Gleesuper-sized its episode this week, and actually, we didn't mind. We were loving Kurt's return, although we were less than thrilled about the grand piano that just happened to be in the courtyard. (Actually, Lindsey was smitten enough with Darren Criss that she didn't care about that little suspension of disbelief moment.) But oh, his song! Also, shout-out to PFLAG! Let's hope Karofsky gets with the program (and doesn't have to put on the red satin jacket and beret again...)
For the rest of the episode? We had questions. We're confused about Santana's plan to become prom queen, and split on Zizes' reaction to Quinn's disdain. Were you surprised the Quinn got outed as a former ugly duckling? What's it going to take for Santana to out herself? Was "Butt Chin" really the only thing Mr. Schue could think of for his t-shirt? (We have suggestions...) Will Emma take to therapy? How does a flash mob improve self-esteem? Where oh where was Sue? Will we ever be free from the tyranny of Gaga? And where can we get "Likes boys" and "I'm with Stupid (down arrow)" t-shirts?
We just hope they're as accepting of Brittany's crazypants hat as they are of Rachel's nose.
Image can be a tricky thing, especially when it comes to self-image. The way you view yourself is rarely ever the way others view you, and the disconnect can make for some interesting storytelling. Or the premise of an entire show, in this case.
After an unfortunate smack to the face during rehearsal, Rachel is confronted with the possibility of getting a nose job, which lands the glee club in an image-centered debate big enough to overwhelm the typical hour-long slot.
The healing power of T-shirts
With the gleeks in a dual spiral of self-doubt and self-empowerment, and Emma still held fast in the clutches of her OCD, Schue turns to Lady Gaga. The club will work on a rendition of "Born This Way" and make T-shirts stating what they are the most ashamed of. Emma leads the pack with her example, but comes up short when her T proclaims merely that she is a ginger. So Schue finally tells it like it is: That Emma uses her profession of helping others' issues to avoid tackling her own. Somehow Emma finally hears reason in this and goes to seek medical help. She gets a new bottle of prescription meds and a new hangup emblazoned on her T-shirt.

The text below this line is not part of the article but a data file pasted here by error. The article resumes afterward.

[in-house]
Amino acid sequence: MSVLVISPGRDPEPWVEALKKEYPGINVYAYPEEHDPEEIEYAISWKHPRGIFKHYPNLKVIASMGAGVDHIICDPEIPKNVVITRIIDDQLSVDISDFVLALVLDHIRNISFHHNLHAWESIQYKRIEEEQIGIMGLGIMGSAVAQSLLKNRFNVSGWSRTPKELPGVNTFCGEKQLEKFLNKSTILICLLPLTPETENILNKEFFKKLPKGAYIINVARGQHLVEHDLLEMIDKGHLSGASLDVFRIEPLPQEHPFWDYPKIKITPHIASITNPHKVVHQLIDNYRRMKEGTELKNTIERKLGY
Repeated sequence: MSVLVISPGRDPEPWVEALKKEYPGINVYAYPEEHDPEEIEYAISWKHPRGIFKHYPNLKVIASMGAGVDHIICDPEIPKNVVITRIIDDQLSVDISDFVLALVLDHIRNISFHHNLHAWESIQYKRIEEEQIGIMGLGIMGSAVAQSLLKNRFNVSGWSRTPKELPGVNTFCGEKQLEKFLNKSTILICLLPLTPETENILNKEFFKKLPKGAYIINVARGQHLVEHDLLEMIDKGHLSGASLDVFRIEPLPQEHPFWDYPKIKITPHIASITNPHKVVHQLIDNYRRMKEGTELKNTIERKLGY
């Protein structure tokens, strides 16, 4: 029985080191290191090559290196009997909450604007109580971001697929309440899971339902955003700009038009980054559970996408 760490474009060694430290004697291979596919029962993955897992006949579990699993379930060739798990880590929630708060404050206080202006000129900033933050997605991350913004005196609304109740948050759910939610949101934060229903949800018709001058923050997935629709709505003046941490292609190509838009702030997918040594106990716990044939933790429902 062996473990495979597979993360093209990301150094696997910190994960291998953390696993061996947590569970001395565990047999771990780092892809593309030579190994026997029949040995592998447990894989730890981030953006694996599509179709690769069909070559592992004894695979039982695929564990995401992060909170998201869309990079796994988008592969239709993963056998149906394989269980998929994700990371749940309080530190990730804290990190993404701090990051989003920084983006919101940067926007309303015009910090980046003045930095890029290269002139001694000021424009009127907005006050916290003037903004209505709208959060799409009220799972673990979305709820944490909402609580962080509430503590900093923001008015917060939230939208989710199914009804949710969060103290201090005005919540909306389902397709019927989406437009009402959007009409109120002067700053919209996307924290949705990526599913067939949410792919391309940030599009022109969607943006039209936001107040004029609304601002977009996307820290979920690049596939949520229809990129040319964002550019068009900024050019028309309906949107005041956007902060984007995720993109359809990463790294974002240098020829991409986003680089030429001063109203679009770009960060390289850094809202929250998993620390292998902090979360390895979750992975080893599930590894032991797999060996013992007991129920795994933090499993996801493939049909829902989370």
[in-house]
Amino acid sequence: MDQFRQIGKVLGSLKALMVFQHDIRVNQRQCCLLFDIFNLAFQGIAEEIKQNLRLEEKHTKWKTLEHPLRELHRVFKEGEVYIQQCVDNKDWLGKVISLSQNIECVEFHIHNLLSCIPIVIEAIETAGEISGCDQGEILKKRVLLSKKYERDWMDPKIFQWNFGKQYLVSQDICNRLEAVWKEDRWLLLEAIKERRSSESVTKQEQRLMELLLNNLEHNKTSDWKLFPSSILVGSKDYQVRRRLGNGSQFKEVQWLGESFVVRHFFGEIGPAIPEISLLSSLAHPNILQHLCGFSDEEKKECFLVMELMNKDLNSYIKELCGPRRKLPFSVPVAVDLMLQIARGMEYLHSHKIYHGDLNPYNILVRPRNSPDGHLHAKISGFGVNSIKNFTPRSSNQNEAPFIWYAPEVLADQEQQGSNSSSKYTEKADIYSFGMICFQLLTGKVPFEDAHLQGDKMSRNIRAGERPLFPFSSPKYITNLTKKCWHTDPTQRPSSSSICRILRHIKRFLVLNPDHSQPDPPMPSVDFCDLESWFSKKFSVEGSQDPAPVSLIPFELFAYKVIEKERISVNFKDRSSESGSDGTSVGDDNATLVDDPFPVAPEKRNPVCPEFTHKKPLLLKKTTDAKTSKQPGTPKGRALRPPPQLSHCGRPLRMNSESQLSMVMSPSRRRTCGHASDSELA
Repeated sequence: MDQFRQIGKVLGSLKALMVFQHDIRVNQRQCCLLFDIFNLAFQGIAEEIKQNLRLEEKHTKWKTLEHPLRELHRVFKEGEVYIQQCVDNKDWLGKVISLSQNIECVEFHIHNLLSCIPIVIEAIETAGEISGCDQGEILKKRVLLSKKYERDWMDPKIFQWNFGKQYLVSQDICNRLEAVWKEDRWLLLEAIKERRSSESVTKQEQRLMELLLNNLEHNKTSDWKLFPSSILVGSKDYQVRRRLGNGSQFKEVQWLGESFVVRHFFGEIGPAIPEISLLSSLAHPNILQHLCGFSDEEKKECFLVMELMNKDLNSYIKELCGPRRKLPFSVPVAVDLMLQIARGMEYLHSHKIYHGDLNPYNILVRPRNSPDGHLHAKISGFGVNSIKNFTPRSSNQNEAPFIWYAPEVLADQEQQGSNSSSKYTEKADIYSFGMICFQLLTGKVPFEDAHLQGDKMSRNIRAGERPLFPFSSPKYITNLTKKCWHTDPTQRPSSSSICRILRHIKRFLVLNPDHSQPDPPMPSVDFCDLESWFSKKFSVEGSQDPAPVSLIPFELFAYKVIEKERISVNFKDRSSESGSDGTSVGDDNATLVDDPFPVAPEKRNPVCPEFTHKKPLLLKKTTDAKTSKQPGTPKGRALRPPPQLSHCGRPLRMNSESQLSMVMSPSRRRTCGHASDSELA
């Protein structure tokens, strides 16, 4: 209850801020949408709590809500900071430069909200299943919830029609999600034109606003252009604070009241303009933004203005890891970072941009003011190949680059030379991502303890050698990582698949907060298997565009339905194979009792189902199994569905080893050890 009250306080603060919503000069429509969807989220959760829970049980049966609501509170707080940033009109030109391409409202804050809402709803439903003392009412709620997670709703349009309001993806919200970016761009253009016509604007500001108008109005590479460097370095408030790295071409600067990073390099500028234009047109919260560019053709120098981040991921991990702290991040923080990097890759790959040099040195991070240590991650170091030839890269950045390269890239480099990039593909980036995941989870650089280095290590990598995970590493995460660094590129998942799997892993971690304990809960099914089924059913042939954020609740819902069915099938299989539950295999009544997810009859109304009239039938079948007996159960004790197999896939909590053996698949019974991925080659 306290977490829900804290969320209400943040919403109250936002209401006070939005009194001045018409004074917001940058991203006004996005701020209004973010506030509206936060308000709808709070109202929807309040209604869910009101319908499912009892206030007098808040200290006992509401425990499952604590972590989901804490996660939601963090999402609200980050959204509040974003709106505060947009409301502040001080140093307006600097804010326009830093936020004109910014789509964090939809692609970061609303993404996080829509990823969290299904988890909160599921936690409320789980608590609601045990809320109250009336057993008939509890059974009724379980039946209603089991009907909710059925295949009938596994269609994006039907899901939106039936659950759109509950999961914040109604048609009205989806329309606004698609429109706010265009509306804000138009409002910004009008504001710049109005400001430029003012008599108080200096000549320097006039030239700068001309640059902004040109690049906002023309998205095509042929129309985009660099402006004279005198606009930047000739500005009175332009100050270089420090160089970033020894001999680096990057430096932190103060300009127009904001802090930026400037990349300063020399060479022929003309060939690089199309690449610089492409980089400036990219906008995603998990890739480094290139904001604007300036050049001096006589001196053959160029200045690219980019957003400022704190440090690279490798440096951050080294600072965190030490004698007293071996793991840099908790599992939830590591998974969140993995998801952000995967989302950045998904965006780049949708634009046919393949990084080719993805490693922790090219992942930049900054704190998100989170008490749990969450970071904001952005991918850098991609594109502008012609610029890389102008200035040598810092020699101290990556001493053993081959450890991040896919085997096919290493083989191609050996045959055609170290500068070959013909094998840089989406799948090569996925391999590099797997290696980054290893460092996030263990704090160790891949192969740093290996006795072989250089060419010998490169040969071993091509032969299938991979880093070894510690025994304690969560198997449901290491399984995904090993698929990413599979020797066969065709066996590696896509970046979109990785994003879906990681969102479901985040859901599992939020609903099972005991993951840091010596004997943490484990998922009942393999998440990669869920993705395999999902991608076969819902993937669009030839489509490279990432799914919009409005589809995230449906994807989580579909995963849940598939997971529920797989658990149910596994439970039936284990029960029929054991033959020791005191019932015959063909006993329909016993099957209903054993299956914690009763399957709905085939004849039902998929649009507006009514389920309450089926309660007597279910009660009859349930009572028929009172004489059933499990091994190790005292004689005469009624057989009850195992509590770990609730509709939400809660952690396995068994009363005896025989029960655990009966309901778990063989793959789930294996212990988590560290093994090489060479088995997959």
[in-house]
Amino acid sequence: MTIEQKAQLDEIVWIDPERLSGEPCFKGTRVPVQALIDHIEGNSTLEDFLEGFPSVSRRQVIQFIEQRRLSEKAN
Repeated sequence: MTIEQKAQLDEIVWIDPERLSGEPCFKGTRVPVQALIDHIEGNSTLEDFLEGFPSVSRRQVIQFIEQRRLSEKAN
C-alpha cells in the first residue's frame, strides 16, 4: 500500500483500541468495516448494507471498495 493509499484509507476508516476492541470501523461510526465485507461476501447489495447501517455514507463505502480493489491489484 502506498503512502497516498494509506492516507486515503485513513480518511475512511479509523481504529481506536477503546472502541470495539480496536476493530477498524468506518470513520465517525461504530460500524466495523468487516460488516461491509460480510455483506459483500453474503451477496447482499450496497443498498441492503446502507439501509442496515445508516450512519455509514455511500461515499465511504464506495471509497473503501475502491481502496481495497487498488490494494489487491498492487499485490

Read on for the painful realities of being Lebanese.
We're not sure the folks on Glee understand quite what "neglected" means. How else do you explain people performing songs by Aretha and Adele? Those ladies are many things, but neglected is not among them.
We were hoping that the neglected members of the cast (cough, Tina, cough) would get a chance to show off, but apparently we needed to spend the time on Gwyneth (who really shouldn't attempt Adele) and Mercedes (who should sing Aretha all the time.) Plus, the had the thoroughly ineffective Legion of Doom, a strange diva-demands subplot, and either Gwyneth or Ryan Murphy pitching out a plea for people to stop being mean to them on the internet. Dudes, you're famous and fabulously wealthy. The "hatahs" come with the territory. Suck it up.
Nothing says "doom" like a pink cape. That's why we own three.
Is it possible for something to be boring and over-the-top at the same time? If you watched last night's Glee you would have found that yes, it is.
Going nowhere much too fast
So we've come to expect a certain amount plot points constructed simply to house and shuffle-off the constantly rotating cast of guest celebrities on Glee. It was completely worth having censors come talk to Sue in the Rocky Horror episode simply to get Meatloaf and Barry Bostwick on screen. But the plot hoops the gleeks are jumping through for Holly Holiday are more than a circus poodle can handle.
On a show that clearly wants the viewer to be very emotionally invested in the characters, introducing Gwyneth Paltrow as a love interest is just insulting our intelligence. Ryan Murphy continually wants his pal on the show, so the writers have Schue fall for her and vice versa. But since she's an Academy Award-winning actress, celebrated chef and author, blogger/guru of sorts and a mother living in London with her rock star husband, she has a limited schedule, so they make her character emotionally unavailable and afraid of commitment. How convenient. Matthew Morrison didn't even seem that sorry to see her go, it was that much of a forgone conclusion.